We are pro-Europe politicians, and our goal is for Europe to be stronger. We Hungarians don’t think that it is good to have a debate on whether we need more Europe or less Europe. The objective is to have a stronger Europe. Where there is a need for more Europe, there should be more Europe; and where more national competence is needed, we should let the Member States do their job. The objectives are clear. In our opinion the new blueprint must include a passage about a work-based society, about full employment. We must set a target of returning to the technological forefront by using digitalisation. We think that in the new, large-scale European plan we must have our own defence force, and in this new, large-scale plan we must not talk about a European Empire, nor a United States of Europe, but an alliance of free nations. Competences must be returned to Member States, where they would be in better hands. This is all possible and viable; the only question is whether the European Union will have the right quality of leadership to achieve these objectives.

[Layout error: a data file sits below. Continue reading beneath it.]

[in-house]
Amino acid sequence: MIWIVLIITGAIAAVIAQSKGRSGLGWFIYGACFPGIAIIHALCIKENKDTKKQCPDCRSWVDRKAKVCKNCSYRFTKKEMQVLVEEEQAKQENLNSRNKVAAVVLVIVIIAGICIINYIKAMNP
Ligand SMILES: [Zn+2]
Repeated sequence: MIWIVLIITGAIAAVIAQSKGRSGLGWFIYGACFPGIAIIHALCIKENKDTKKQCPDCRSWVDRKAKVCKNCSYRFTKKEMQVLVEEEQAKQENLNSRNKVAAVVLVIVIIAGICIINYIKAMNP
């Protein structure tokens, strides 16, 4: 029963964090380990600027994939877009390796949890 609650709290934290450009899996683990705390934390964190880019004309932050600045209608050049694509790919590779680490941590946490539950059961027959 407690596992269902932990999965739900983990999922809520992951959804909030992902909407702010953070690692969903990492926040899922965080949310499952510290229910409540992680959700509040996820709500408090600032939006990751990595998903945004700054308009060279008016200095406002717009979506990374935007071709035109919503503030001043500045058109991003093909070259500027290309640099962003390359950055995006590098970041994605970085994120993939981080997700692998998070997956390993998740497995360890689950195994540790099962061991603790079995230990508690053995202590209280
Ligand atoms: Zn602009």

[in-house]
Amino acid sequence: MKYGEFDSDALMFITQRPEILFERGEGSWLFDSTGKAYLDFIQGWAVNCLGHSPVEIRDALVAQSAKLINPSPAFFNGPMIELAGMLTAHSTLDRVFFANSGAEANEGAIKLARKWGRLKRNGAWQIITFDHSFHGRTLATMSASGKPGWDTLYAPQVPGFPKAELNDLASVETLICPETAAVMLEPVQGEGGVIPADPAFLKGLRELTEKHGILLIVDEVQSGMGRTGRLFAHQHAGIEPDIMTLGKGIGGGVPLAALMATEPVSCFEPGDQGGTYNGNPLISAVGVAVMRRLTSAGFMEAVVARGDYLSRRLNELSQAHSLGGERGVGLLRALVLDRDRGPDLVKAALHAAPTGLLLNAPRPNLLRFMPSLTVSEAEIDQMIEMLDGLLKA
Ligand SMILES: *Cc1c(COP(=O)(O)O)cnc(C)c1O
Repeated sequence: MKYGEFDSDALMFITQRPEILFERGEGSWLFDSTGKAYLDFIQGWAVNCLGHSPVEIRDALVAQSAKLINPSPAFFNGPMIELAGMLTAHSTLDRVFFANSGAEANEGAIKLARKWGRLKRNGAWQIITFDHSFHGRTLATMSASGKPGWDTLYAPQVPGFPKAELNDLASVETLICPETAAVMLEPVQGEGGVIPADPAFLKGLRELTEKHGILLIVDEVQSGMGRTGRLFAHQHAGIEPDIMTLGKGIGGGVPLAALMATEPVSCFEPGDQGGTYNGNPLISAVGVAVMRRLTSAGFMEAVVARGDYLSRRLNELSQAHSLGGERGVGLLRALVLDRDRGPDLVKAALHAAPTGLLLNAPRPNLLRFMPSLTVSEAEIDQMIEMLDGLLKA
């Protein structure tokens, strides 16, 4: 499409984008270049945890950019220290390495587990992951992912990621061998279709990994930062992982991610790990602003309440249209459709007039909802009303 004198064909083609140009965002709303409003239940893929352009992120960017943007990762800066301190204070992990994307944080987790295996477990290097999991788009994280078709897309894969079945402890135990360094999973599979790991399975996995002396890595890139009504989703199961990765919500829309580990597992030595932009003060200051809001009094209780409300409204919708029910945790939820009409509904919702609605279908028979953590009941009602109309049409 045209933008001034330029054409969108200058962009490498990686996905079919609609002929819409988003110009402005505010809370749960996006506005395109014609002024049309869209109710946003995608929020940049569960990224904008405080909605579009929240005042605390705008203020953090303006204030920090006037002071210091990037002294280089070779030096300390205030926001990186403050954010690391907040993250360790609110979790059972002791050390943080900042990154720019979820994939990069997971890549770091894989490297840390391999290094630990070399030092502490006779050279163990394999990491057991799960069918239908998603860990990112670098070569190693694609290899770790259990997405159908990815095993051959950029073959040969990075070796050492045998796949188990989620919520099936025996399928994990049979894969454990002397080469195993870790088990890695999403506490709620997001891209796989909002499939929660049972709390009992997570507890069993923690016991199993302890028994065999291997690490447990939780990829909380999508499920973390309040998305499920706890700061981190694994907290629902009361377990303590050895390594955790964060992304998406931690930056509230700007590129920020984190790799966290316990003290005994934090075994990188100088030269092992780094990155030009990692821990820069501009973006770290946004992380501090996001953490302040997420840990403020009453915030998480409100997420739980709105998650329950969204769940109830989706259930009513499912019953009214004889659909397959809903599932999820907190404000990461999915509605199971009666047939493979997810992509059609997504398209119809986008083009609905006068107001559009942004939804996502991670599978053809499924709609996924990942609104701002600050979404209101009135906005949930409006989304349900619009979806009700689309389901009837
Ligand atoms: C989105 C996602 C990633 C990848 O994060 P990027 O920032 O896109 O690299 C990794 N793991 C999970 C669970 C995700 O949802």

All the things I’ve just mentioned were stalled by a hitch, an unforeseen accident. If in Europe today these were the only matters of debate, such debate would be calm. But in the meantime, a modern-day mass population movement has begun that has opened up completely new dimensions, cast everything in doubt and added a question mark to every sentence we had thought was fixed and declarative. Now it seems that we are only dealing with the period after 2015. But I would like to draw everyone’s attention to the fact that the support, the positive presentation and the development of a model European programme for migration did not start in 2015, and did not start with Willkommenskultur. It began in 2004, when a UN Secretary-General called Kofi Annan went to the European Parliament and gave a speech. He said that this would be the great question for the future, and outlined what Europe should do. He said that immigrants would need Europe, and Europe would need immigrants. He said that we must put aside our prejudices, open channels for immigration, and that societies in Europe must adapt. Migration, he said, is not a problem, but a solution. Between 2004 and 2015 we failed to realise that this process was actually underway in Western Europe. All this was revealed to us by the 2015 crisis, which brought all of us – Hungarians included – face to face with a dilemma: whether we wanted to accept the advice of Kofi Annan and history, by following the path being taken today by the Western European countries – the majority of which have turned themselves into immigrant countries; or if we did not want to become an immigrant country. We help those who need help – there can be no debate about that. We shall give protection to those who need it. But we shall not accept migrants, either now or later, because we do not want to become an immigrant country. We don’t want to solve our internal problems – such as population problems – with immigration, but with a family policy. So this is the new situation that we are all faced with. I frankly tell you that in the immigrant societies of Western Europe what I see are parallel societies, terrorism, the deterioration of public security and native populations losing the feeling that they are at home in their own countries. I find no attraction in any of these things, nor anything that would reassure Hungary. Instead we must distance ourselves from that and preserve our traditional ways of life.